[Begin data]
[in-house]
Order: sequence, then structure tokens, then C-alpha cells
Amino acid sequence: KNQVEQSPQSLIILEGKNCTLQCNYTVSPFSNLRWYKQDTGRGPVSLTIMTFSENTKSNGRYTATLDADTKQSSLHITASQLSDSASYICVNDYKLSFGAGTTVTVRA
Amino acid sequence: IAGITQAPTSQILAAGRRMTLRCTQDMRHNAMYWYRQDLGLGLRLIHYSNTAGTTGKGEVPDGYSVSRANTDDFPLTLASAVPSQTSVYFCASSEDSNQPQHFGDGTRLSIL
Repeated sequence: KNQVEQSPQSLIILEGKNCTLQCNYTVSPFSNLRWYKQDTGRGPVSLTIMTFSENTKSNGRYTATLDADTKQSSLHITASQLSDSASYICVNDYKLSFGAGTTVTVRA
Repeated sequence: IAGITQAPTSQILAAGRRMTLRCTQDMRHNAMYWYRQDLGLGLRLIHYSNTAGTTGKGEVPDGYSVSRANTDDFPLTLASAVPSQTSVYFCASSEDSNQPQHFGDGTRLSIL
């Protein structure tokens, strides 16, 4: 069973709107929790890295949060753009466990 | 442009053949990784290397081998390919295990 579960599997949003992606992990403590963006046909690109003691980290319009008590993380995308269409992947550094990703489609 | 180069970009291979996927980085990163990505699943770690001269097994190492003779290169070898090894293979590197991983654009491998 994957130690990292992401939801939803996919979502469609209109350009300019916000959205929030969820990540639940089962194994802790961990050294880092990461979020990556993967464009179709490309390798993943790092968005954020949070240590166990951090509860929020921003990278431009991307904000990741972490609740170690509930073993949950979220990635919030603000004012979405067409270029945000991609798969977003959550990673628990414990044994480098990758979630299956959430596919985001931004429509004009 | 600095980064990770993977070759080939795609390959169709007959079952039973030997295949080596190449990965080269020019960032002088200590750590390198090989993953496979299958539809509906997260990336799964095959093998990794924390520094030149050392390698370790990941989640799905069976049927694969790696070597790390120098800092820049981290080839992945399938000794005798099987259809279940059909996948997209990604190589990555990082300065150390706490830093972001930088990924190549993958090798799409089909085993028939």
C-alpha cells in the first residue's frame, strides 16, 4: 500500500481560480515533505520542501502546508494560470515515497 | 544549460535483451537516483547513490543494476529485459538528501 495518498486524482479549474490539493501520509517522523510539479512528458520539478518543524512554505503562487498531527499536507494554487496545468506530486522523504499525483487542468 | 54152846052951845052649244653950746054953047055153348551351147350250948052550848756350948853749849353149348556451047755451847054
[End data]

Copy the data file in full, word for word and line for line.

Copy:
[in-house]
Order: sequence, then structure tokens, then C-alpha cells
Amino acid sequence: KNQVEQSPQSLIILEGKNCTLQCNYTVSPFSNLRWYKQDTGRGPVSLTIMTFSENTKSNGRYTATLDADTKQSSLHITASQLSDSASYICVNDYKLSFGAGTTVTVRA
Amino acid sequence: IAGITQAPTSQILAAGRRMTLRCTQDMRHNAMYWYRQDLGLGLRLIHYSNTAGTTGKGEVPDGYSVSRANTDDFPLTLASAVPSQTSVYFCASSEDSNQPQHFGDGTRLSIL
Repeated sequence: KNQVEQSPQSLIILEGKNCTLQCNYTVSPFSNLRWYKQDTGRGPVSLTIMTFSENTKSNGRYTATLDADTKQSSLHITASQLSDSASYICVNDYKLSFGAGTTVTVRA
Repeated sequence: IAGITQAPTSQILAAGRRMTLRCTQDMRHNAMYWYRQDLGLGLRLIHYSNTAGTTGKGEVPDGYSVSRANTDDFPLTLASAVPSQTSVYFCASSEDSNQPQHFGDGTRLSIL
């Protein structure tokens, strides 16, 4: 069973709107929790890295949060753009466990 | 442009053949990784290397081998390919295990 579960599997949003992606992990403590963006046909690109003691980290319009008590993380995308269409992947550094990703489609 | 180069970009291979996927980085990163990505699943770690001269097994190492003779290169070898090894293979590197991983654009491998 994957130690990292992401939801939803996919979502469609209109350009300019916000959205929030969820990540639940089962194994802790961990050294880092990461979020990556993967464009179709490309390798993943790092968005954020949070240590166990951090509860929020921003990278431009991307904000990741972490609740170690509930073993949950979220990635919030603000004012979405067409270029945000991609798969977003959550990673628990414990044994480098990758979630299956959430596919985001931004429509004009 | 600095980064990770993977070759080939795609390959169709007959079952039973030997295949080596190449990965080269020019960032002088200590750590390198090989993953496979299958539809509906997260990336799964095959093998990794924390520094030149050392390698370790990941989640799905069976049927694969790696070597790390120098800092820049981290080839992945399938000794005798099987259809279940059909996948997209990604190589990555990082300065150390706490830093972001930088990924190549993958090798799409089909085993028939």
C-alpha cells in the first residue's frame, strides 16, 4: 500500500481560480515533505520542501502546508494560470515515497 | 544549460535483451537516483547513490543494476529485459538528501 495518498486524482479549474490539493501520509517522523510539479512528458520539478518543524512554505503562487498531527499536507494554487496545468506530486522523504499525483487542468 | 54152846052951845052649244653950746054953047055153348551351147350250948052550848756350948853749849353149348556451047755451847054